About guest author Lynne Carstarphen: Lynne is a freelance editor and writer who loves bread and eggs at Easter and every other day of the year.
As befits a holiday that marks the end of Lenten fasting, Easter is a day of feasting. There are as many food traditions associated with Easter as there are cultures that celebrate it, but almost all of them feature bread. Easter bread, in many forms and by many names, shows up on tables across Christendom.
In Italy, every region has its own (often several) version. The star on the national stage, however, is colomba di pasquale, a sweet, eggy bread shaped like a dove. Enjoy it with a glass of spumante to cap off the Easter feast. Also popular is pastiera, a pie filled with wheat berries. Romans put sweet and savory together in pizza pasquale, a sweet bread topped with salame. Neapolitans have casatiello, an egg bread embedded with chunks of cheese, ham, and salame. Venetians eat fugassa di Pasqua; Genoese dig into torta pasqualina, a 33-layer tart filled with chard. Easter in the Friuli-Venezia-Giulia region brings gubana, a heavy bread stuffed with walnuts, raisins, and cocoa with a splash of grappa. In Emilia-Romagna, the town of Cesenatico offers ciambelle, a ring-shaped bread flavored with anise and lemon peel.
Come Easter Sunday in Portugal, they will be eating (among many other things) folar da pascoa, a meat-stuffed bread.
Mexican Easter bread comes in the form of dessert, either as capirotada, a bread pudding with cheese, peanuts, and raisins, soaked in a sweet syrup of brown sugar and cinnamon, or torrejas, a French toast–like treat.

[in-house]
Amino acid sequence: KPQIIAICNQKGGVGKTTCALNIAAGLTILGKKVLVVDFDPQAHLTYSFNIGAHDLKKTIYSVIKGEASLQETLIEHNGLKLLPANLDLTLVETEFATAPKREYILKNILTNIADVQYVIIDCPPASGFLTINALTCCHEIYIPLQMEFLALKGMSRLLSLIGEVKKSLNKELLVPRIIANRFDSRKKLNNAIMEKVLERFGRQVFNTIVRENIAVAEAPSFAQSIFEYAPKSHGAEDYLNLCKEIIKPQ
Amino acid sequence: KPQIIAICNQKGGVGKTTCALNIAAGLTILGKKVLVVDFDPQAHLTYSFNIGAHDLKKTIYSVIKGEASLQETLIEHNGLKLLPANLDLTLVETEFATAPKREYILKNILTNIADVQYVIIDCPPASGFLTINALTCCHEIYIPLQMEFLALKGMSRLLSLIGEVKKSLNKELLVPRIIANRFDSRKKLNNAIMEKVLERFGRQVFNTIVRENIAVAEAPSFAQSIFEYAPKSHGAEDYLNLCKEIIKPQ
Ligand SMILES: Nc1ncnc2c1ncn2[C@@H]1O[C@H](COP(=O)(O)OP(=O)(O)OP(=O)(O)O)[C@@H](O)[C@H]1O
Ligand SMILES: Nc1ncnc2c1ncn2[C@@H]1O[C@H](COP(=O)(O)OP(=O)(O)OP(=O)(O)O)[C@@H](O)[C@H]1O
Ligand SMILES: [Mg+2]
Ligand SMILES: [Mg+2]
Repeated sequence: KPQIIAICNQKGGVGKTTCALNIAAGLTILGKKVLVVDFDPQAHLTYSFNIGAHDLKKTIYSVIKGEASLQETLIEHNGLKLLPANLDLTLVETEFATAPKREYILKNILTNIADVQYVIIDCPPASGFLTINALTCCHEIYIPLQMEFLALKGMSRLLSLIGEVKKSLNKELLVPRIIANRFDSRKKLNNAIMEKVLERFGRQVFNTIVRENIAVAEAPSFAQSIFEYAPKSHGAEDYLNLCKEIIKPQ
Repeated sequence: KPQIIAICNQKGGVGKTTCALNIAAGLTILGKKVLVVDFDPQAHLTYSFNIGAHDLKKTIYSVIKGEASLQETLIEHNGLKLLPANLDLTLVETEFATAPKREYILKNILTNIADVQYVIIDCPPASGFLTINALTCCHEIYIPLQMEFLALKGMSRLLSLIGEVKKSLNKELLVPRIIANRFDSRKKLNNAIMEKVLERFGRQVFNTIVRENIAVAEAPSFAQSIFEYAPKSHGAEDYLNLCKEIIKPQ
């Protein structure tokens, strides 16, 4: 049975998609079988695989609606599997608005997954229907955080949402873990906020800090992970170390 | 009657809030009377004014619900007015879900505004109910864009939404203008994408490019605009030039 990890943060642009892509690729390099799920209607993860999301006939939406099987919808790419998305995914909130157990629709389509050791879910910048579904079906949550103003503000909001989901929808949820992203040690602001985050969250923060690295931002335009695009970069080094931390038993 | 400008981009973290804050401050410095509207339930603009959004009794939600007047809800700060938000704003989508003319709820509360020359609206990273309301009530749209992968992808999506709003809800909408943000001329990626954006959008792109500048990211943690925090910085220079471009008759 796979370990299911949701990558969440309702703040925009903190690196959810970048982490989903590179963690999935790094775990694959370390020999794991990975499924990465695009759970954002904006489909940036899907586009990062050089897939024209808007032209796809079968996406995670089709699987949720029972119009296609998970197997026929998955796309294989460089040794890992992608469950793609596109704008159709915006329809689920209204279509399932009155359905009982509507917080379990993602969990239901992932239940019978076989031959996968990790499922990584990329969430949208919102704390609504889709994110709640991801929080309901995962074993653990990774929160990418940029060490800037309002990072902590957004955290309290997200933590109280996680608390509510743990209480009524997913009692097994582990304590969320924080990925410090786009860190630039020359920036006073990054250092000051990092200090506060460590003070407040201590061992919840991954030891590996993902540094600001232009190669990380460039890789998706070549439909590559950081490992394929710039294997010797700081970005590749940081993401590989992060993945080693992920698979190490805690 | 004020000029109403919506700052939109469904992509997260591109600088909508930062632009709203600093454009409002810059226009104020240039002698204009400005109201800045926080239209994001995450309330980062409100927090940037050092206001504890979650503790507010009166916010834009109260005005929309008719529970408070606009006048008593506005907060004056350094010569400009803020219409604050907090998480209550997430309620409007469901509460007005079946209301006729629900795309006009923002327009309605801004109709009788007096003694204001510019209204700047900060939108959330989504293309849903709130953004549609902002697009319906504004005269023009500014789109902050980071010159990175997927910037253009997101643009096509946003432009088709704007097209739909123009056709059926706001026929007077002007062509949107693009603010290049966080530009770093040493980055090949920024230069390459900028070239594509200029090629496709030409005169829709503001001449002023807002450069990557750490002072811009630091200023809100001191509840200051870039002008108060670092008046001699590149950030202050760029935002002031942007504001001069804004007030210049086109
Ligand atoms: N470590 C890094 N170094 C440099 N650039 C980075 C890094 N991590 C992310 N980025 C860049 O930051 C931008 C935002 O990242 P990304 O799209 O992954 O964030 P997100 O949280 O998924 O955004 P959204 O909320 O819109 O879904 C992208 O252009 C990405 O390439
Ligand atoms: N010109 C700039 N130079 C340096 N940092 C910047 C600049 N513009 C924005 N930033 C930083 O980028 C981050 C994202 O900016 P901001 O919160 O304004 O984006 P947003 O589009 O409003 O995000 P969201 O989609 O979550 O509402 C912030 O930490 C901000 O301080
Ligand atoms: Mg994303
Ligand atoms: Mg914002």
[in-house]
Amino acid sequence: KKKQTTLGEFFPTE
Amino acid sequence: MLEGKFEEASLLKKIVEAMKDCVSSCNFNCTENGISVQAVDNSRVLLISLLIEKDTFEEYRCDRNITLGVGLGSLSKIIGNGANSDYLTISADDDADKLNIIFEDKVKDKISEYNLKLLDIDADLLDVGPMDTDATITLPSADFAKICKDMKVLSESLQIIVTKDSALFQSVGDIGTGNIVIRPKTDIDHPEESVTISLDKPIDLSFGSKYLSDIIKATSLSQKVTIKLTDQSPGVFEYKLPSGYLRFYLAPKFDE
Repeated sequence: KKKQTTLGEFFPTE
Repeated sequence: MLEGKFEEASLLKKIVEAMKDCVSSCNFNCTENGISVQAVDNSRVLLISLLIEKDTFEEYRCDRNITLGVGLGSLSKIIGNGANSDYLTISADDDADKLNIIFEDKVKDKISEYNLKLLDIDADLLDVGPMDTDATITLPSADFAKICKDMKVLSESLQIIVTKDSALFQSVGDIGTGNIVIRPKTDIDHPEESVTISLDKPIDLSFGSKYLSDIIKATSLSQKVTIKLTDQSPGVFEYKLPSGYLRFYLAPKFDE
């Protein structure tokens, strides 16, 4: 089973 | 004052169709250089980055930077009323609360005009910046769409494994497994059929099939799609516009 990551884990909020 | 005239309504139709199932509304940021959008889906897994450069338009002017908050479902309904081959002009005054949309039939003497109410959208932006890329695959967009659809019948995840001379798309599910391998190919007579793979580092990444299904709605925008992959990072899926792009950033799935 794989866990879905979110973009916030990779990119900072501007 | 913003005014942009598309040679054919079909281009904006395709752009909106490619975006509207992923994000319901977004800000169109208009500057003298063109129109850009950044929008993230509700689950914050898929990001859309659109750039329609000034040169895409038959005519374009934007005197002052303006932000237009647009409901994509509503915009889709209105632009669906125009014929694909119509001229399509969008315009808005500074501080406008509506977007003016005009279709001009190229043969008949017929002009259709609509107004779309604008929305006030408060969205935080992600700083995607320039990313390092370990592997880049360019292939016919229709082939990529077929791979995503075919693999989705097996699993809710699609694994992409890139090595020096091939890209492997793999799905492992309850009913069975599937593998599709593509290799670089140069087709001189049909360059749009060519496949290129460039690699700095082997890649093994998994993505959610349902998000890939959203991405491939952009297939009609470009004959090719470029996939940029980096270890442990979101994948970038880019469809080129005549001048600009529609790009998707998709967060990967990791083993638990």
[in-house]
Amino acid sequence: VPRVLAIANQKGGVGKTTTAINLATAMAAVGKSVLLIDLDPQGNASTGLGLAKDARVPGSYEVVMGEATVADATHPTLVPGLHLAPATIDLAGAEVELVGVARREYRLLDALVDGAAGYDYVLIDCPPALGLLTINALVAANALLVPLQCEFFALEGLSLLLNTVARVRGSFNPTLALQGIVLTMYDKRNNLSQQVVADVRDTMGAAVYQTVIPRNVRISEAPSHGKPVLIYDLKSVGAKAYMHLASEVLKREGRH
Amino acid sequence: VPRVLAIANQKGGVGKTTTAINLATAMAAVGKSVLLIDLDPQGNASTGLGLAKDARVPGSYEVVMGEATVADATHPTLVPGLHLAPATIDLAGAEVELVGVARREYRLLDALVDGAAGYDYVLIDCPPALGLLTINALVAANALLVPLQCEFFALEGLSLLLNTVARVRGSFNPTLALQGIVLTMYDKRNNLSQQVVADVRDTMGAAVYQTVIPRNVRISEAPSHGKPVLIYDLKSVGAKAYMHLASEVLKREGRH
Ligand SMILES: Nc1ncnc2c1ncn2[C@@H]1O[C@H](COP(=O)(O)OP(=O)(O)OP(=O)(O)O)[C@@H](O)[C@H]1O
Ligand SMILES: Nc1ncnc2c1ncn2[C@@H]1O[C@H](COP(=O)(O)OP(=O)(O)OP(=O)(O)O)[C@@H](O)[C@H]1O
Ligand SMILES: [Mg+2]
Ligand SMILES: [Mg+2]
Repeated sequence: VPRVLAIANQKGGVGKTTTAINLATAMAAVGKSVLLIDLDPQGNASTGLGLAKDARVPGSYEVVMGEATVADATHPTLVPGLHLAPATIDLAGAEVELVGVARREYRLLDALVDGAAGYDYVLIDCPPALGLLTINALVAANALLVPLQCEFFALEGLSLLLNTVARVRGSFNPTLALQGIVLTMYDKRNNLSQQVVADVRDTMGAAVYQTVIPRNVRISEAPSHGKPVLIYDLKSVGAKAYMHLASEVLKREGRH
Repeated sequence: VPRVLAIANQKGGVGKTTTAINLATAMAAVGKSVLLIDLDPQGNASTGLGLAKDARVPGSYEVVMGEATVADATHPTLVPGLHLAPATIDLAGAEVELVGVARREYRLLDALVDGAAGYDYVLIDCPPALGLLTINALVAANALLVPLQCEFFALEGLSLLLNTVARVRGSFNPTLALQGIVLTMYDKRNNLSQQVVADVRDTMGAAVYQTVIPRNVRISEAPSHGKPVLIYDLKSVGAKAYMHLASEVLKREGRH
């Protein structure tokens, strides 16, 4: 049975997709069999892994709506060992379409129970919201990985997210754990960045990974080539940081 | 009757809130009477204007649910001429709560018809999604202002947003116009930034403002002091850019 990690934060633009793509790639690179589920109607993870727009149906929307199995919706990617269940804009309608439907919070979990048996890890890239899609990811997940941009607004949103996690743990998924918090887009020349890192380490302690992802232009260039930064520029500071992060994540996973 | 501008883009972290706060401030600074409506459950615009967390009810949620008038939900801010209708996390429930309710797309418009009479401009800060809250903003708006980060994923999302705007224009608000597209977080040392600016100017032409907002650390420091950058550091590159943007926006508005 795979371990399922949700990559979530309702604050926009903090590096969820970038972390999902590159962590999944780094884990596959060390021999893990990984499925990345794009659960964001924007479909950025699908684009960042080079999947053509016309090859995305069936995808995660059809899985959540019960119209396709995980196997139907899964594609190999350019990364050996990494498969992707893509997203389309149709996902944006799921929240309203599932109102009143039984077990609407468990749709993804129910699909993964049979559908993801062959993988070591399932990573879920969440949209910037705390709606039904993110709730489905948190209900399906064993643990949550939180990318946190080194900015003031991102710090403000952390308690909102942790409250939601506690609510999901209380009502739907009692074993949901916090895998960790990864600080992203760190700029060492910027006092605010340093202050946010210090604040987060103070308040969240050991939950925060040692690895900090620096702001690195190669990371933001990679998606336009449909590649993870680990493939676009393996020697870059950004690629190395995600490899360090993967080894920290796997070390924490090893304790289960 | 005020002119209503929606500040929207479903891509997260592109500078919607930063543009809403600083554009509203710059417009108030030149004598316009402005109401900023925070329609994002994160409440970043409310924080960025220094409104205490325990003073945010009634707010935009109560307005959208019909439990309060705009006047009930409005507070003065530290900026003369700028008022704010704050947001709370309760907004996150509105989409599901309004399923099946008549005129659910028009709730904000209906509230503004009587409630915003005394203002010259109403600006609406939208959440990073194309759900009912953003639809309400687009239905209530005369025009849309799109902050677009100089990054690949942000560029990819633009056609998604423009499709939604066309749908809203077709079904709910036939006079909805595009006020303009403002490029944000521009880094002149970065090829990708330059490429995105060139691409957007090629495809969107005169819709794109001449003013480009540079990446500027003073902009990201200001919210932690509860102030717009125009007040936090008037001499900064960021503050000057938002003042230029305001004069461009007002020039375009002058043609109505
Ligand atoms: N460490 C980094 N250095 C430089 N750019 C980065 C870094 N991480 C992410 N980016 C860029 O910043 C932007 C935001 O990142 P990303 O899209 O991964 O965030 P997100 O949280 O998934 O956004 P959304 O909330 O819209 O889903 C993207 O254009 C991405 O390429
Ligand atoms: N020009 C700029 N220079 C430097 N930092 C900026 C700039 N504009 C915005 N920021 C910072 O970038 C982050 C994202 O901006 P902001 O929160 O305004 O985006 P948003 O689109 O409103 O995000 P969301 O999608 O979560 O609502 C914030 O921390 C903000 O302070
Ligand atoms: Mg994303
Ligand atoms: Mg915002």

Across Eastern Europe, Easter bread is legion, including Ukrainian paska; Finnish kulitsa; Russian kulich; Polish chalka; Czech hoska and velikonoční bochánek; Bulgarian kozunak; Hungarian cozonac and fonott kolacs; and Lithuanian velykos pyragas. Make sure not to confuse paska with paskha, a Russian Easter cheese often spread on slices of kulich.
To the south, Greeks celebrate the resurrection of Christ with tsoureki or lambropsomo, eggy breads often made by braiding together three strands of dough to represent the Holy Trinity, with red-dyed eggs nestled in among the folds.
The British have their hot cross buns, the Dutch their paasbrod, and the Danes their Påskefestbrød. In Germany, you might have Osterzopf, Osterkranz, Eier im Nest (“eggs in nest” being the literal translation), Osterfladen, Osterkarpfen, Osterbrot, Osterkorbe, Osterhasen, or Eiermännle, though hopefully not all at once.
Syrian Christians like to take their adas warm from the oven, slather it in butter or jam, and then eat it with a hunk of blue cheese, a hard-boiled egg with salt, and maybe some olives.
The Easter breads of Spain spread out along the sweet-savory spectrum, from corona de Pascua, a sweet yeast bread flavored with raisins, nuts, candied fruit peel, and olive oil, to hornazo, a sausage-stuffed country bread.
No matter what you call it — or how you make it — Easter bread makes Easter the best day of the year to fill up on bread.